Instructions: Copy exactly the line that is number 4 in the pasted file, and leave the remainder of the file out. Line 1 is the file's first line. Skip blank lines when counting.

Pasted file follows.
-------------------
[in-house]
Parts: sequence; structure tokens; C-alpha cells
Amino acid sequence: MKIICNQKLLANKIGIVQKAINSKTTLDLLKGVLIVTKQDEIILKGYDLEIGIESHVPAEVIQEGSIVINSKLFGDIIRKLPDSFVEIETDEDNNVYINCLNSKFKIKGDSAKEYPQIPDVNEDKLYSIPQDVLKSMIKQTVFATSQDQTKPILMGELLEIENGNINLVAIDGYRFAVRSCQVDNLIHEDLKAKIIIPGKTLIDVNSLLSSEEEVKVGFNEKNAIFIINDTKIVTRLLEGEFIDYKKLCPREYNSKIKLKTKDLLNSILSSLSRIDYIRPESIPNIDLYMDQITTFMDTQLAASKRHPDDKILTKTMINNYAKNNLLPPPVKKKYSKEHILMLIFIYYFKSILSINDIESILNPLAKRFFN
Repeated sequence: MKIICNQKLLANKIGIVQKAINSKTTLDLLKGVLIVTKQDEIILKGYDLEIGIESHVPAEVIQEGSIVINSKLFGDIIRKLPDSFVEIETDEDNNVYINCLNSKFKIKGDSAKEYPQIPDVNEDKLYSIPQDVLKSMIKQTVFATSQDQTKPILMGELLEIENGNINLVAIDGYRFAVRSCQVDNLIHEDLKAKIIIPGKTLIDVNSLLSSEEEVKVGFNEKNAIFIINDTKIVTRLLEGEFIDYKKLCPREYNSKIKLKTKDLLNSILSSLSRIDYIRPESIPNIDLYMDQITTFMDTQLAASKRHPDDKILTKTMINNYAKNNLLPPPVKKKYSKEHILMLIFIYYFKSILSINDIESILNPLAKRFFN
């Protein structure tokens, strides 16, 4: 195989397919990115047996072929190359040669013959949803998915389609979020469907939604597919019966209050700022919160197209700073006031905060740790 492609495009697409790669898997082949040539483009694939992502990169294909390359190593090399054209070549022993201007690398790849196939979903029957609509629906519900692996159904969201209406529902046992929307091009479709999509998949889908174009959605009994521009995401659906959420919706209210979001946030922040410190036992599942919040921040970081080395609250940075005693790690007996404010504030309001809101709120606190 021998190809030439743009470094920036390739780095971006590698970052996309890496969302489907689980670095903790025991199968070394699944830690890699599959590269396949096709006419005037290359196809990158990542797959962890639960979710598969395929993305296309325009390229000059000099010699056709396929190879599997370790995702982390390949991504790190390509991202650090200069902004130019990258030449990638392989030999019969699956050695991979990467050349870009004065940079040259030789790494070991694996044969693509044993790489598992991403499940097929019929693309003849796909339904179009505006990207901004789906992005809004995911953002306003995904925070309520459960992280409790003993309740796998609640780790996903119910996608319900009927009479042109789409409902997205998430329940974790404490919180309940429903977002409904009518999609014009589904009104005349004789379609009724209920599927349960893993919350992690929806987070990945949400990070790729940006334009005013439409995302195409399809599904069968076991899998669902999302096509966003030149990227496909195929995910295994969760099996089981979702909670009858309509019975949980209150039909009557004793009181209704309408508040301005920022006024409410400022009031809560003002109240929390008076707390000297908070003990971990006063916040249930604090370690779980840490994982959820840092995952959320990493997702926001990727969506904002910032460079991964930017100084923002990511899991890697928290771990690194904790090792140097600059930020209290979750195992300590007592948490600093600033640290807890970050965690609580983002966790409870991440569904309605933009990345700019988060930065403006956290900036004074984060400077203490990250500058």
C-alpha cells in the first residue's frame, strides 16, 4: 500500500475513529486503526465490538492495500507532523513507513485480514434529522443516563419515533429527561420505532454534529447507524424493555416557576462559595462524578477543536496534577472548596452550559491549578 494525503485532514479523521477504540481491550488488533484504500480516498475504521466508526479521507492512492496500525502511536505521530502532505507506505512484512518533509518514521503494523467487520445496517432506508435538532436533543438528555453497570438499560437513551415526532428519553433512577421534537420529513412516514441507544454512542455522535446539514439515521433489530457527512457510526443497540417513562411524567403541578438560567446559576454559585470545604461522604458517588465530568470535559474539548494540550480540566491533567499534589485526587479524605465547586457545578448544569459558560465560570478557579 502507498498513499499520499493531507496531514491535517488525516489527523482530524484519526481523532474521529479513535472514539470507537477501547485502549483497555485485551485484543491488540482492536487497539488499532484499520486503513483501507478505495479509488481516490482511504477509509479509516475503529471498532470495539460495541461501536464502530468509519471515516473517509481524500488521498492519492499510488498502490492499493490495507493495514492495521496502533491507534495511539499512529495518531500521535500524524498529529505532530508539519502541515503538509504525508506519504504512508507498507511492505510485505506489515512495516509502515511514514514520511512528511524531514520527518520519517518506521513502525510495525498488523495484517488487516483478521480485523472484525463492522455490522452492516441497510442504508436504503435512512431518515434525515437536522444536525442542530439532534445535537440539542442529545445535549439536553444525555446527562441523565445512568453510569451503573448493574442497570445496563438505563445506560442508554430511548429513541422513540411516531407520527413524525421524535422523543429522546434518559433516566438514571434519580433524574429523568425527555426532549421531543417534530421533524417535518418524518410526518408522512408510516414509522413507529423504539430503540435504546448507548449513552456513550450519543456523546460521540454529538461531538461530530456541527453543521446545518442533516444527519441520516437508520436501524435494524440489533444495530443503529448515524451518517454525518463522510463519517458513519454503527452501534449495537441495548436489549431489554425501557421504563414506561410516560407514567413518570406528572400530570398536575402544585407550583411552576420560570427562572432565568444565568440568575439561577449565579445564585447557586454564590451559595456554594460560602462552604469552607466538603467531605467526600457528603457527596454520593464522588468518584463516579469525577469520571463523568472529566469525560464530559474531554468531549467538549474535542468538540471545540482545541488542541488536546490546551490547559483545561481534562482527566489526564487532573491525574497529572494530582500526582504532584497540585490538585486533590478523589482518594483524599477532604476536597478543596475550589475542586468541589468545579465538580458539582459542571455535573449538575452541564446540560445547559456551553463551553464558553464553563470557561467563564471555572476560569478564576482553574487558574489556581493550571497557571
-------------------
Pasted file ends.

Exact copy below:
Repeated sequence: MKIICNQKLLANKIGIVQKAINSKTTLDLLKGVLIVTKQDEIILKGYDLEIGIESHVPAEVIQEGSIVINSKLFGDIIRKLPDSFVEIETDEDNNVYINCLNSKFKIKGDSAKEYPQIPDVNEDKLYSIPQDVLKSMIKQTVFATSQDQTKPILMGELLEIENGNINLVAIDGYRFAVRSCQVDNLIHEDLKAKIIIPGKTLIDVNSLLSSEEEVKVGFNEKNAIFIINDTKIVTRLLEGEFIDYKKLCPREYNSKIKLKTKDLLNSILSSLSRIDYIRPESIPNIDLYMDQITTFMDTQLAASKRHPDDKILTKTMINNYAKNNLLPPPVKKKYSKEHILMLIFIYYFKSILSINDIESILNPLAKRFFN